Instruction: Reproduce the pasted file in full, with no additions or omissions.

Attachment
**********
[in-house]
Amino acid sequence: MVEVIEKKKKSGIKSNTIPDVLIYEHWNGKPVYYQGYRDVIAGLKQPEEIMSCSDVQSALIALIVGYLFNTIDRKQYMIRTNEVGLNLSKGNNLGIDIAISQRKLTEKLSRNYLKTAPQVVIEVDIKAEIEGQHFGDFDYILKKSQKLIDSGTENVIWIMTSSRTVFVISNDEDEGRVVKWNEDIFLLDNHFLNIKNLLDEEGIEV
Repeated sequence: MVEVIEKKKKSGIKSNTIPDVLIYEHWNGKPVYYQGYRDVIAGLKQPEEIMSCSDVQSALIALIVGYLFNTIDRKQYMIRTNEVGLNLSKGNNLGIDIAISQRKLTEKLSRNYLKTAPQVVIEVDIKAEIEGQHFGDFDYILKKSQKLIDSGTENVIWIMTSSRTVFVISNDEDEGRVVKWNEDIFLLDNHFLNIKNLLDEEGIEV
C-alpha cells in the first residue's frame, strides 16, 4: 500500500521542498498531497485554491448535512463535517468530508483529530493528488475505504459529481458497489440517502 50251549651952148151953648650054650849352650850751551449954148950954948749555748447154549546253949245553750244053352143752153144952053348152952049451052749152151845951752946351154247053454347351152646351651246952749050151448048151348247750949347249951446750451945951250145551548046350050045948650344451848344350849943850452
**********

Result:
[in-house]
Amino acid sequence: MVEVIEKKKKSGIKSNTIPDVLIYEHWNGKPVYYQGYRDVIAGLKQPEEIMSCSDVQSALIALIVGYLFNTIDRKQYMIRTNEVGLNLSKGNNLGIDIAISQRKLTEKLSRNYLKTAPQVVIEVDIKAEIEGQHFGDFDYILKKSQKLIDSGTENVIWIMTSSRTVFVISNDEDEGRVVKWNEDIFLLDNHFLNIKNLLDEEGIEV
Repeated sequence: MVEVIEKKKKSGIKSNTIPDVLIYEHWNGKPVYYQGYRDVIAGLKQPEEIMSCSDVQSALIALIVGYLFNTIDRKQYMIRTNEVGLNLSKGNNLGIDIAISQRKLTEKLSRNYLKTAPQVVIEVDIKAEIEGQHFGDFDYILKKSQKLIDSGTENVIWIMTSSRTVFVISNDEDEGRVVKWNEDIFLLDNHFLNIKNLLDEEGIEV
C-alpha cells in the first residue's frame, strides 16, 4: 500500500521542498498531497485554491448535512463535517468530508483529530493528488475505504459529481458497489440517502 50251549651952148151953648650054650849352650850751551449954148950954948749555748447154549546253949245553750244053352143752153144952053348152952049451052749152151845951752946351154247053454347351152646351651246952749050151448048151348247750949347249951446750451945951250145551548046350050045948650344451848344350849943850452